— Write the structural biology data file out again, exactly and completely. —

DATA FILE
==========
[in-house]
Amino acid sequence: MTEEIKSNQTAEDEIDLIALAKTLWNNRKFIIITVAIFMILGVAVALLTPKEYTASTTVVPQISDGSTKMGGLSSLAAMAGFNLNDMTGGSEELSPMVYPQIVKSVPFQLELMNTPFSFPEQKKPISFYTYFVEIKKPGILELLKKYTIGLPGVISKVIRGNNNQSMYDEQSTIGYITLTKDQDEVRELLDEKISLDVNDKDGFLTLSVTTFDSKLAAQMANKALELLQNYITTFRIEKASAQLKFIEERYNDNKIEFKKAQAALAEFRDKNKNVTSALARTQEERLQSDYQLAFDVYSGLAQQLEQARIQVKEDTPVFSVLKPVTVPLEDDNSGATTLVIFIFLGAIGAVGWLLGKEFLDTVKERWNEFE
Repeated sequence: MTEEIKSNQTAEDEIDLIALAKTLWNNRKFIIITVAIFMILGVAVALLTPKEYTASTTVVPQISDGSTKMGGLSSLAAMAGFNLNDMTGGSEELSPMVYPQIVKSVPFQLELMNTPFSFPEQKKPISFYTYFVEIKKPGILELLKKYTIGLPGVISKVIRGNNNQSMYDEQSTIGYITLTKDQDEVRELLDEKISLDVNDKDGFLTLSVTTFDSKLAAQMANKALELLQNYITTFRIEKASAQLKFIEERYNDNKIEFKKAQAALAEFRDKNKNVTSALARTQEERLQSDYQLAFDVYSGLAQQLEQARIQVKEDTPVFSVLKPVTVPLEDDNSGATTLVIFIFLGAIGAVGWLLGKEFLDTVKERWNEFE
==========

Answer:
[in-house]
Amino acid sequence: MTEEIKSNQTAEDEIDLIALAKTLWNNRKFIIITVAIFMILGVAVALLTPKEYTASTTVVPQISDGSTKMGGLSSLAAMAGFNLNDMTGGSEELSPMVYPQIVKSVPFQLELMNTPFSFPEQKKPISFYTYFVEIKKPGILELLKKYTIGLPGVISKVIRGNNNQSMYDEQSTIGYITLTKDQDEVRELLDEKISLDVNDKDGFLTLSVTTFDSKLAAQMANKALELLQNYITTFRIEKASAQLKFIEERYNDNKIEFKKAQAALAEFRDKNKNVTSALARTQEERLQSDYQLAFDVYSGLAQQLEQARIQVKEDTPVFSVLKPVTVPLEDDNSGATTLVIFIFLGAIGAVGWLLGKEFLDTVKERWNEFE
Repeated sequence: MTEEIKSNQTAEDEIDLIALAKTLWNNRKFIIITVAIFMILGVAVALLTPKEYTASTTVVPQISDGSTKMGGLSSLAAMAGFNLNDMTGGSEELSPMVYPQIVKSVPFQLELMNTPFSFPEQKKPISFYTYFVEIKKPGILELLKKYTIGLPGVISKVIRGNNNQSMYDEQSTIGYITLTKDQDEVRELLDEKISLDVNDKDGFLTLSVTTFDSKLAAQMANKALELLQNYITTFRIEKASAQLKFIEERYNDNKIEFKKAQAALAEFRDKNKNVTSALARTQEERLQSDYQLAFDVYSGLAQQLEQARIQVKEDTPVFSVLKPVTVPLEDDNSGATTLVIFIFLGAIGAVGWLLGKEFLDTVKERWNEFE